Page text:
Explore how you place your feet. You can use your toes, inside edge, outside edge, walk sideways. Learn to use small placements accurately and confidently. Shorten your stride to make it easier to shift your weight over the leading foot.
Pause and balance
Walking along a pavement or any regular, even surface, we tend to fall forwards onto our leading foot with full commitment. When the foot placement is predictable this is fine. Going uphill on uneven surfaces, when the foot placement is unpredictable, a moment of pause, balanced on one foot (the trailing foot) is useful so you can check if the next placement is stable. All these drills are designed to build in a moment of pause, balanced on one leg.
Be centred and smooth
Hook your thumbs into your belt in front of your belly button or hold your hands behind your back. Focus on your hands and on moving them forward smoothly. Take this up a step by balancing small stones on the backs of your hands held just in front of your belly. You can make this a competition between the people you are with – the person who keeps the stones their hands longest wins.
Balance a small stone on your head while walking!
We tend to focus on our extremities, especially when we think about skilful walking, when we should be more centric, leading with our tummy buttons. Leading with our centres makes us walk more smoothly.
It’s common to end up with a lot of shock loading when we walk downhill. Long steps, landing on your heel, falling onto your leading foot, all result in heavy strikes and a lot of stress going through your knees and hips. It’s also a good way to slip and slide. So, do the opposite. Walk on your toes in descent and take short quick, soft steps, placing your feet accurately.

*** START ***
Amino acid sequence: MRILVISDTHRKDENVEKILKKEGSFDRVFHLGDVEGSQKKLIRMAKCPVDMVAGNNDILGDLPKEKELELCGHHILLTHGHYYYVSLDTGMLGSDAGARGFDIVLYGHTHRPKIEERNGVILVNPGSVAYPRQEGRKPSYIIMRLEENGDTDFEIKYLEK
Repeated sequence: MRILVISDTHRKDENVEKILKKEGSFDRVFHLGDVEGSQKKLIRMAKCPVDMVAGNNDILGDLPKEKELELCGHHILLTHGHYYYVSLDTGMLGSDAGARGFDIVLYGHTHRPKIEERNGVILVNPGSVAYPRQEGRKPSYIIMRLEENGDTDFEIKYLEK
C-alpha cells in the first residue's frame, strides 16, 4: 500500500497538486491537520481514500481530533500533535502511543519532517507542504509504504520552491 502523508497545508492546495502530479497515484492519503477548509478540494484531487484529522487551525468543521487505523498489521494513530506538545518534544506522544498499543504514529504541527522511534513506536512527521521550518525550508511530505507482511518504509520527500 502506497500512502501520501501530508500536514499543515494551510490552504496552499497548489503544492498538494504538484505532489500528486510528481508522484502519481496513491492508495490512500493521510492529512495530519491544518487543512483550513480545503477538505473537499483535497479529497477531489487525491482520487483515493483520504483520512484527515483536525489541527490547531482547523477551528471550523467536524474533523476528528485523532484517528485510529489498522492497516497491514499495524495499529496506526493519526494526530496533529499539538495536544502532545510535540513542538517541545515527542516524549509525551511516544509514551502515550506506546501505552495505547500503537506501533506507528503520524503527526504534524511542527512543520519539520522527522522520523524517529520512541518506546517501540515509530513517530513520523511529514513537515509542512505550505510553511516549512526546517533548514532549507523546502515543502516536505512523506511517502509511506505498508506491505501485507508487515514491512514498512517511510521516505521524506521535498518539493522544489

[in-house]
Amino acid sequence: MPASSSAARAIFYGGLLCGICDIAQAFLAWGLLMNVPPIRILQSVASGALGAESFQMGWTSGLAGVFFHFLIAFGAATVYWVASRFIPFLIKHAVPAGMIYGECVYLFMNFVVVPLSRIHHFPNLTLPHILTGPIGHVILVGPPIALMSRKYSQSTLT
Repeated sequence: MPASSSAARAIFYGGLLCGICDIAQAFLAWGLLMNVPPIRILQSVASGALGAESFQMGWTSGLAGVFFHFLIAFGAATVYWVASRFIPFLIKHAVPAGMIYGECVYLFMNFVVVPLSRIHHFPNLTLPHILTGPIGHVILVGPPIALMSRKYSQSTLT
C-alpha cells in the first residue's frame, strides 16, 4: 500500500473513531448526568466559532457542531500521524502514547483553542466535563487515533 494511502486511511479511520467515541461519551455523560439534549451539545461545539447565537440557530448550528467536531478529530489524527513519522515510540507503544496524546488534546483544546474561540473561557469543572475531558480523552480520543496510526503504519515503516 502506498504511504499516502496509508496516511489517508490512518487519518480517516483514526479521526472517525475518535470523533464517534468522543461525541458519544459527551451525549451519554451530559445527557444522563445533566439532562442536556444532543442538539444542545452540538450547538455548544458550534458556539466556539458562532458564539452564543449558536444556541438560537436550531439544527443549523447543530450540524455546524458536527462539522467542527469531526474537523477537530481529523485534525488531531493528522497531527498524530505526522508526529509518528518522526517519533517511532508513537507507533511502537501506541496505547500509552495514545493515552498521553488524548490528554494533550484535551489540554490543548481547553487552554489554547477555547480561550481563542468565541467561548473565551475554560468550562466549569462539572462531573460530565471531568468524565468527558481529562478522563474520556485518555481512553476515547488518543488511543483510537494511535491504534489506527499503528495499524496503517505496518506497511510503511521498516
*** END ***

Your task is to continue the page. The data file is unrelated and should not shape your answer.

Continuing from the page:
Our joints can be used as shock absorbers that transfer impact force into muscles and tendons instead of the cartilage and bones within the joints. Cartilage is very hard to repair and replace, whereas muscles repair themselves and adapt quickly, and tendons are designed specifically for stretching and rebounding. If we use our ankle joints as well as our knees and hips, we add another shock absorbing joint and hugely reduce the impact force, wear and tear on our cartilage. To make this habitual (something we do all the time) we need to practice it purposefully on easy trails.
With purposeful practice of these skills by doing the drills we will build our walking technique. This means we should practice all the time we are out walking, as much as possible during the walk, regularly and often. Make it habitual; normal.
In addition, we should do specific exercises to build strength and balance in our ankles. The best way to do this is also to build it into a daily routine. We can use the time we brush our teeth for this! When we brush our teeth (twice a day for two minutes each time) –
One last thought is about walking poles. In descent, walking poles can help take a lot of shock loading off your joints relieving knee and hip pain, and they act as stabilisers, especially useful when your muscles are tired and legs are wobbly. However, there is a serious down side to over reliance on walking poles. We can learn to rely on the poles for balance, stability and correcting small errors in foot placements. This means that our muscles used in walking and our walking technique deteriorate. It seems to me that we should maintain our skilful walking technique and use walking poles only when we really need to, such as walking through fresh snow or with a heavier than normal rucksack.
Self reliance is a fundamental principle of mountaineering. By participating we accept this and take responsibility for the decisions we make. These blog posts and conditions reports are intended to help you make good decisions. They do not remove the need for you to make your own judgements when out in the hills.